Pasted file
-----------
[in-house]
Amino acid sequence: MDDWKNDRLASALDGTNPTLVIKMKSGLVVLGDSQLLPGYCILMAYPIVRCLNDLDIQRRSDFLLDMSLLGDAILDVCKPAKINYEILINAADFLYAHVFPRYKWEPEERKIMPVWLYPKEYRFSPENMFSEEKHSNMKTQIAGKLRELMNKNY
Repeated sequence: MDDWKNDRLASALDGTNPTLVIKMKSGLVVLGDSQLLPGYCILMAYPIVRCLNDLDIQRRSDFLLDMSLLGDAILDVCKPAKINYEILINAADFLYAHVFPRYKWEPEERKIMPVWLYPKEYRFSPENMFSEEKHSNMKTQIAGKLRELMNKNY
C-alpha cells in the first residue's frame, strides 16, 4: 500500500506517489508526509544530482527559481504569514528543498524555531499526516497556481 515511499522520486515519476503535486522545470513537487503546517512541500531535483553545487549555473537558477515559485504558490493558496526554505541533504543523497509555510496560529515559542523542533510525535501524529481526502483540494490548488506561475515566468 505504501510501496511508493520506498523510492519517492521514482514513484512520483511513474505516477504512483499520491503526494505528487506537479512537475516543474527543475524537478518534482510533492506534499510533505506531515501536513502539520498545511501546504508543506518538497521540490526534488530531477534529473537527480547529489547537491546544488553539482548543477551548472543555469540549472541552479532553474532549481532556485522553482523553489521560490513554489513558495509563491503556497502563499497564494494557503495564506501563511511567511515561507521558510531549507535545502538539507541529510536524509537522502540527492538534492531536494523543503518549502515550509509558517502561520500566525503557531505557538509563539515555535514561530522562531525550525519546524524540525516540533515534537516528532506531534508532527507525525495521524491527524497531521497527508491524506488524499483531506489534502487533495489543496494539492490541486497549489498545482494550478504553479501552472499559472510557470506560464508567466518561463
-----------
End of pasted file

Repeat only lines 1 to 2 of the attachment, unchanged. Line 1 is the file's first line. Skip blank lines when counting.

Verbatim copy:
[in-house]
Amino acid sequence: MDDWKNDRLASALDGTNPTLVIKMKSGLVVLGDSQLLPGYCILMAYPIVRCLNDLDIQRRSDFLLDMSLLGDAILDVCKPAKINYEILINAADFLYAHVFPRYKWEPEERKIMPVWLYPKEYRFSPENMFSEEKHSNMKTQIAGKLRELMNKNY